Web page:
Having it all: how to feed a growing world population and meet the climate goals

Published September 27, 2017

Photo: Linus Sundahl Djerf

NEW YORK, Sept. 2017 - The Food and Land Use Coalition launches at the United Nations.

Today’s global food and land use systems are not fit for purpose. They are failing environmentally and socially, accounting for more than 25% of greenhouse gas emissions, eroding our natural capital, letting one in eight people go to bed hungry while a staggering one third of all food produced gets thrown away, and keeping close to 500 million rural farmers in poverty.

Pursuing business as usual is no longer an option. By 2050 the world will need to feed more than nine billion people, which will require producing 50% more food, putting unsustainable pressure on finite land and ocean resources.

In a bid to buck the trend, a new self-governing coalition composed of over 30 organizations, including the Business and Sustainable Development Commission, the UN Sustainable Development Solutions Network, the New Climate Economy, EAT Foundation, Yara International and Unilever, was established to transform the global food and land use systems. The new initiative was launched on Sept. 19 at the United Nations in New York, during UN General Assembly week.

EAT Chief Strategy Officer Olav Kjørven, Norwegian Minister of Climate Vidar Helgesen, EAT President Gunhild A. Stordalen and Yara CEO Svein Tore Holsether at the UN. Photo: Linus Sundahl Djerf

“Today we seem to act as if there was a trade-off, that we have a choice between either feeding nine billion people or meeting our climate and biodiversity goals,” said Norwegian Minister of Climate and the Environment Vidar Helgesen at the launch of the Food and Land Use Coalition (FOLU). “The new food and land use economy is about ending this trade off that characterizes the current food system. Meeting any one of these goals will require us to meet them all.”

«Today we seem to act as if there was a trade-off, that we have a choice between either feeding nine billion people or meeting our climate and biodiversity goals» Vidar Helgesen, Norwegian Minister of Climate

Transforming the global food and land use systems is an ambitious goal that requires broad, cross-sectoral collaboration. Hence, FOLU is seeking to build a partnership between civil society, academia, the public and private sector at an unprecedented scale, bringing together actors working with forest, climate, food, biodiversity, as well as health.

“There are still too many uncoordinated efforts,” said Unilever CEO Paul Polman. “Some focus on nutrition, some on agriculture, some on forest protection, some on climate change. They’re all needed. But we say, why don’t we move from the common passion that we have, to an uncommon collaboration to make a big enough transformation, hopefully in time.”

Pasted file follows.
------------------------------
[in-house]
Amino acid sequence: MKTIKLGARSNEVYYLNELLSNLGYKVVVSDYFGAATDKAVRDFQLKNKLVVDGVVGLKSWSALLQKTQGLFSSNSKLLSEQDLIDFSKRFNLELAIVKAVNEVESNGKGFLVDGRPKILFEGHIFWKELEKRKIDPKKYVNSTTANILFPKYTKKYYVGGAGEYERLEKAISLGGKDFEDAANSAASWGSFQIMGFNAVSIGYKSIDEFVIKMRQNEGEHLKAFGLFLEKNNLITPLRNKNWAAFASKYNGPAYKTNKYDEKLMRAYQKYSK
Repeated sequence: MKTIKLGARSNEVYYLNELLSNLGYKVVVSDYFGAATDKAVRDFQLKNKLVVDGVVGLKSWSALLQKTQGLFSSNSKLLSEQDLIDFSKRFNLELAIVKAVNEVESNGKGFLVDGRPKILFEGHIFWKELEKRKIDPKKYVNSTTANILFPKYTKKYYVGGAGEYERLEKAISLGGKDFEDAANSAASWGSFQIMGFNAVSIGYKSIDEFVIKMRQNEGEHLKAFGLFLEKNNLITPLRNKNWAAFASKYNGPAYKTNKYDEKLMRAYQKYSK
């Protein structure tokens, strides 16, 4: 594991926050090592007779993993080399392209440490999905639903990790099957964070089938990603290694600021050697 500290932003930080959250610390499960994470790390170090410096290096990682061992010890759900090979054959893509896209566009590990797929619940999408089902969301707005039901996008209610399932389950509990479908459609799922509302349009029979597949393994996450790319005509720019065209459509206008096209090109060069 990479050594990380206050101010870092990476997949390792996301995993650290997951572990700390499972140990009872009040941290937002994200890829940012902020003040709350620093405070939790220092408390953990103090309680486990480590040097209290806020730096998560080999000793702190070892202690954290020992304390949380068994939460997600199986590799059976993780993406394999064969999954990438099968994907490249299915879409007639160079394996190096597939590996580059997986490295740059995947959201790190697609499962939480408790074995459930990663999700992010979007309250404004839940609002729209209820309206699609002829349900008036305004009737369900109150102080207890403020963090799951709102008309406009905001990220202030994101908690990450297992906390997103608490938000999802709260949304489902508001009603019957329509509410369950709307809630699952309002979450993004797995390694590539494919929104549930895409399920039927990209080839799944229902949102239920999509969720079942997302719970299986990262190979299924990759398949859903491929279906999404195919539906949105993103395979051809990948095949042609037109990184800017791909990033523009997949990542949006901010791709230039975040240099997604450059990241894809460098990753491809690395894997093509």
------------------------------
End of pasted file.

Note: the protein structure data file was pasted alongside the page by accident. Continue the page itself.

FOLU will seek to develop global and national pathways to reach science-based targets for what a sustainable land-use system must look like by 2050. The challenge is to strike the right balance between competing priorities such as food production, protection of biodiversity and carbon sequestration. To accelerate progress, the coalition will develop a portfolio of business and financing opportunities to encourage investments and new business partnerships, for example between farmers and big data specialists.

«We say, why don’t we move from the common passion that we have, to an uncommon collaboration to make a big enough transformation, hopefully in time» Paul Polman, Unilever CEO

According to a report published by the Business & Sustainable Development Commission in January 2017, sustainable business models could open economic opportunities worth up to USD12 trillion and increase employment by up to 380 million jobs by 2030. Many of these opportunities reside in the food and land use system, Polman said.

In order to facilitate policy reform and new business solutions at the national and local level, FOLU will be implementing a series of “action roadmaps” for achieving a viable food and land-use economy in several countries, including Colombia, Ethiopia and Indonesia.

Paul Polman, CEO Unilever. Photo: Linus Sundahl Djerf

“The food and land use approach I believe can make sustainable growth, better health and a planet in balance not only a possibility, but a reality,” Helgesen said. “And we desperately need it to become a reality as it is an economic and moral imperative.”

The 17 Sustainable Development Goals (SDGs), adopted by all UN member states in 2015, set benchmarks for promoting economic prosperity, enhancing social inclusion and ensuring environmental sustainability by 2030. Like the Paris Climate Agreement signed in December of the same year, the goals recognize the central role of food systems. Transforming the food and land use systems presents a significant opportunity to achieve both the Paris Climate Agreement and the Sustainable Development Goals.

“The integrated nature of the SDGs requires a new approach,” said EAT President and Founder Gunhild A. Stordalen. “We won’t be able to deliver on the 2030 Agenda if we continue to work in silos. This is a unique opportunity to agree on a joint vision and create the plan that will take us there.”

Photo: Linus Sundahl Djerf

To view the full session of the Food and Land Use Coalition launch at the United Nations, please click here.